by Steve Sevits
Some time ago I used a sound meter to measure the background cabin noise of my Tri-Pacer, in flight at cruise. The results were astounding. An ear drum shattering 110 db. For a number of years I flew Colts and Tri-Pacers without adequate hearing protection, no wonder I have a measurable (but not disqualifing) hearing loss. In recent years I've been wearing foam ear plugs beneath my headset. Now that I've changed to an active noise canceling headset what a difference!
The latest round began in a most unlikely place, my dentist's chair. It's okay, he's a pilot too. It often amazes me how dentists can interpret the incoherent mumblings of a patient with a mouth full of dental appliances. Do dental schools offer a course in clarvoyance or mumble interpretation? The conversation went something like this:
dentist: "Noise canceling headsets are great, have you ever tried a pair?"
Steve: "Mummph, gag."
Dentist: "No? You really should. I got some and they are great."
Steve: "Garumph, oommm, goo."
dentist: "You really ought to try them, they make all the difference in the world. I'll loan you
a pair of mine."
That's where it started. Anyone whose never tried a headset with active noise cancellation, is in for a surprise. I never did to fly the headset borrowed from the dentist, but I did the next best thing by trying them out while driving the garden tractor. A new world free from background noise was my reward.
Some years ago I had looked into an active noise canceling headset, but the $900 price tag quickly cooled my interest. My dentist friend put me onto an affordable option. Headsets, Inc. of Amarillo, Texas offers a low cost answer with a set of conversion modules which fit into your current headsets. My headsets were originally purchased in kit form, so assembly was nothing new.
For a cost of $180 which is only 20% of the high priced active noise canceling headset my familiar headset took on the new magic of blotting out those annoying and fatiguing background noises so characteristic in a PA 22.
A single evening at the kitchen table with a few hand tools and a small soldering iron started with the removal of the conventional ear cup speakers, replacement of some wiring and installation of an electronic module in each ear. The ear modules sense the background noise and create an out-of-phase signal which cancels out background noise. The headset also gets an extra power cord which plugs in to a 9v. battery pack worn in a shirt pocket. The headset functions conventionally and when the power pack switch is turned on, the noise canceling feature takes over, blotting out a very significant portion of the background noise. The results are definitely high tech, but at a comparative budget price. For those not interested in the do it yourself approach, factory installation is available.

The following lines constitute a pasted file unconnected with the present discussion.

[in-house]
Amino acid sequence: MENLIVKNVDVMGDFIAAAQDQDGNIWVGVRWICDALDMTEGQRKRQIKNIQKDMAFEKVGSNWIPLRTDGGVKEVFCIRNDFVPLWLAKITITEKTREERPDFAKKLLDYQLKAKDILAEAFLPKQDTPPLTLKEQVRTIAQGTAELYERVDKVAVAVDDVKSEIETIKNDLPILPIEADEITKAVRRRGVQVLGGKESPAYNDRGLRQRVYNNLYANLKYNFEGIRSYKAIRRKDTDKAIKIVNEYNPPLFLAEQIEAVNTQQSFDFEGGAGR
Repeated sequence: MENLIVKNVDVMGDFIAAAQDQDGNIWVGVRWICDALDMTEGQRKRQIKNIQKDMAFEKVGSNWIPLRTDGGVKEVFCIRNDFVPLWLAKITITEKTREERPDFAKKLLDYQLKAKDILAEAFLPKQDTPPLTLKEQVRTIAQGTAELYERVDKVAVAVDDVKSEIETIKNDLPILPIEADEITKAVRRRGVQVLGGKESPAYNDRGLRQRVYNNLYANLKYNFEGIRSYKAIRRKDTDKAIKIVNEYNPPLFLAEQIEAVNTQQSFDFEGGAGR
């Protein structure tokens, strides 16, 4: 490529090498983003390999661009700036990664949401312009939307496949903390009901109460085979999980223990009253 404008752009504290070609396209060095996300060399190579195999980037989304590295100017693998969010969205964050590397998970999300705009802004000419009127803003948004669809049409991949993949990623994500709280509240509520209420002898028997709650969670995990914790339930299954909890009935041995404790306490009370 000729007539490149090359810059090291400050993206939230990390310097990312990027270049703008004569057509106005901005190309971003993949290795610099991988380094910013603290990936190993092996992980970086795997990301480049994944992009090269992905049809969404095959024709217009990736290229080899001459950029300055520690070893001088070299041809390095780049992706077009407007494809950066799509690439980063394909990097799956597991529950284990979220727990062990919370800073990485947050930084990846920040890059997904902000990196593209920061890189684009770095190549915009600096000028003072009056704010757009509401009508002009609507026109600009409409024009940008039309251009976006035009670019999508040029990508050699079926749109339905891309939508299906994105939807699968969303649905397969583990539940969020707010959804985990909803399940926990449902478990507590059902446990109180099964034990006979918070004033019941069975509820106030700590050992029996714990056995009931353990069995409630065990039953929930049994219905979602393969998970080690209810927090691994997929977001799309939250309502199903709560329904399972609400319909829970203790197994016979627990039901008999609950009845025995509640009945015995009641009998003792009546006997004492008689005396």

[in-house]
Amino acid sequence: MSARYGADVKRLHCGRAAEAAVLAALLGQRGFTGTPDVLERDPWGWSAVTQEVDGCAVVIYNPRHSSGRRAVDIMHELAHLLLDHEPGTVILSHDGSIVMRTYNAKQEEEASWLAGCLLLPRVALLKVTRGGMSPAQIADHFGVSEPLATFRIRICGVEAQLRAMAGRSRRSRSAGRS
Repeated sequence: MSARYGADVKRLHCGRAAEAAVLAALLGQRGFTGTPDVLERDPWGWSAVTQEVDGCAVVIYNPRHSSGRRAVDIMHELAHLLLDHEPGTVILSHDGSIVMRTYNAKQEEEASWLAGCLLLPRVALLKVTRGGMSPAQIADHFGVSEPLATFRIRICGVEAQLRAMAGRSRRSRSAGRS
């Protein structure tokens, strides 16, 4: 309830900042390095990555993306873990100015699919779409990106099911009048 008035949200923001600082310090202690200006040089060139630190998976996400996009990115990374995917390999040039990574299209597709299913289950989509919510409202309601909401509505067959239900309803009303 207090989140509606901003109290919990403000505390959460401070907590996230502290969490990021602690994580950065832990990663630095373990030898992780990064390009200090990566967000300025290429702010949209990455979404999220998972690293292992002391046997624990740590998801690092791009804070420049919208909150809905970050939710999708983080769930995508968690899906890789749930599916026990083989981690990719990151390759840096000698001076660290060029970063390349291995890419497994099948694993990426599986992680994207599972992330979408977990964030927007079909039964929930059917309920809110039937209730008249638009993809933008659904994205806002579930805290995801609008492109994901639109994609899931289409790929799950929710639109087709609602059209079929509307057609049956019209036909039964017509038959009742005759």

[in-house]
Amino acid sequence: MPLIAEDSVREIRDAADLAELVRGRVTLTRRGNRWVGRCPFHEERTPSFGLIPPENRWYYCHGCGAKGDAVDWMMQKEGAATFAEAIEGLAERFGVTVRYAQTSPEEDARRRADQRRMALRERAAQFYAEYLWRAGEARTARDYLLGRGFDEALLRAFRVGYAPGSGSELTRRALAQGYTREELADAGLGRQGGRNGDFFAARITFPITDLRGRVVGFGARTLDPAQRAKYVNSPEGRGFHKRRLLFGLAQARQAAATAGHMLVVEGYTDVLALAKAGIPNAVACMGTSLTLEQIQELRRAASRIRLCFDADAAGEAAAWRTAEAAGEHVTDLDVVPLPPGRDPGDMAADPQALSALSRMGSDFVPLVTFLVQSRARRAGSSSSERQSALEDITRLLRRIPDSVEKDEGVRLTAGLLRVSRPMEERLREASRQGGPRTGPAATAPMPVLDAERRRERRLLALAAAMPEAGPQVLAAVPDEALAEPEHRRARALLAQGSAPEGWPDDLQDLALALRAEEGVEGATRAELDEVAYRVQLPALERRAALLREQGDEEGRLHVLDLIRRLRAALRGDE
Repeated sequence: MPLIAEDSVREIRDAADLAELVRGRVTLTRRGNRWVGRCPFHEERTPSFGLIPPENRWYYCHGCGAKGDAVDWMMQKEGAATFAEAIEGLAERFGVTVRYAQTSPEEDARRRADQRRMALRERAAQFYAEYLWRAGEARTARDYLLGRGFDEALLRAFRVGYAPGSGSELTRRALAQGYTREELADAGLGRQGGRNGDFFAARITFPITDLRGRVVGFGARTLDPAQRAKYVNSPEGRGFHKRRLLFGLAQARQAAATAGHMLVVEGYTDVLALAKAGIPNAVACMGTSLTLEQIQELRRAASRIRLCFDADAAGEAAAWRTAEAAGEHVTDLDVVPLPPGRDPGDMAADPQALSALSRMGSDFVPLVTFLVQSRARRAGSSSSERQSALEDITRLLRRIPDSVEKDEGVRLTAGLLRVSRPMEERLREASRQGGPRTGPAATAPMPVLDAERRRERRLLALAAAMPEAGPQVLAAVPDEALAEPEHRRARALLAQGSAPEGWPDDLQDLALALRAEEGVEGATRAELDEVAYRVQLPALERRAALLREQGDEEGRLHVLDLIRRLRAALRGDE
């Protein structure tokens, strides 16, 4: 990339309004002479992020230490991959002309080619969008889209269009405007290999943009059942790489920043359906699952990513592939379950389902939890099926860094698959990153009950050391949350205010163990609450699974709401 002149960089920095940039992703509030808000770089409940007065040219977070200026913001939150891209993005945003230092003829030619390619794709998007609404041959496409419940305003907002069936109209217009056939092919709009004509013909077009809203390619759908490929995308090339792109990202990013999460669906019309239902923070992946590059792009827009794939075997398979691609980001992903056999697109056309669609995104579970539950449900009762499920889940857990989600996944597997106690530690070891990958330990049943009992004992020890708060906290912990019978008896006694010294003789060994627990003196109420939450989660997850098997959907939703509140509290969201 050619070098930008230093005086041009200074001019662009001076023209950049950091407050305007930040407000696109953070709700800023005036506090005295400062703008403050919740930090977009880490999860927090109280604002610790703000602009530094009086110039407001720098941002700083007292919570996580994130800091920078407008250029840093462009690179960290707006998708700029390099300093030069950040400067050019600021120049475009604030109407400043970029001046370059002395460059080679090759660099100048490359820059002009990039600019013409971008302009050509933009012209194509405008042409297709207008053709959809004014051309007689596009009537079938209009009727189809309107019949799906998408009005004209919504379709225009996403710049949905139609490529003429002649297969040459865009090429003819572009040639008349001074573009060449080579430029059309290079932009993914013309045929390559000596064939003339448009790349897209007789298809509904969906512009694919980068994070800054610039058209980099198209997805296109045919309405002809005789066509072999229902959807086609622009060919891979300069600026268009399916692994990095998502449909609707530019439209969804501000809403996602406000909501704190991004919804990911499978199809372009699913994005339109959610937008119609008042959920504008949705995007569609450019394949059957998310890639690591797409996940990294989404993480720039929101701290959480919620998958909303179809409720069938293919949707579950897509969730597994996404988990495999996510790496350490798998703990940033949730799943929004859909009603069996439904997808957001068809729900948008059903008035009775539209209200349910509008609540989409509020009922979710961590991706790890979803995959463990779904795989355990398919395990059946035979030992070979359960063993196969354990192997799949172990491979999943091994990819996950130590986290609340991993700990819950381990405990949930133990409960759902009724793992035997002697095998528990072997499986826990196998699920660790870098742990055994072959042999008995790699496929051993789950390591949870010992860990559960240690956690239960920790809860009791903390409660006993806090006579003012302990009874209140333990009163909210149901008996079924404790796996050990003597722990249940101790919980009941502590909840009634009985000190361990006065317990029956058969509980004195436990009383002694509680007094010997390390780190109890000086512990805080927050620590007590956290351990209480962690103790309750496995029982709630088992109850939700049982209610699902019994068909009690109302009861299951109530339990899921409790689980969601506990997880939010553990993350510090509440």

Headsets, Inc. offers kits for David Clark(r), Peltor(r), FlightCom(r), Soft Com(r), Sigtronics(r), Pilot(r), RST(r), Hush-a-Com(r) and AV-Comm(r) headsets. The package comes complete with all the hardware, explanations and wiring diagrams necessary to complete the conversion which takes a couple of hours. The only real change in the headset, once you're done, is that the headset should always be worn the same way after the conversion. The electronic ear modules are labeled right and left and proper placement is critical to functioning. When the assembly was finished, the headset worked perfectly right away.
The Headsets people are great to do business with, even offering a 30 day money back guarantee in addition to their one year warranty. Additional information can be had from their website at: http://www.headsetsinc.com . Call 1-800-876-3374 for an informative brochure.
The lower noise level makes for less fatigue and more pleasurable flying. This kit is a real winner, I wish I had it years ago.
A noise canceling headset conversion might make an ideal gift for a pilot.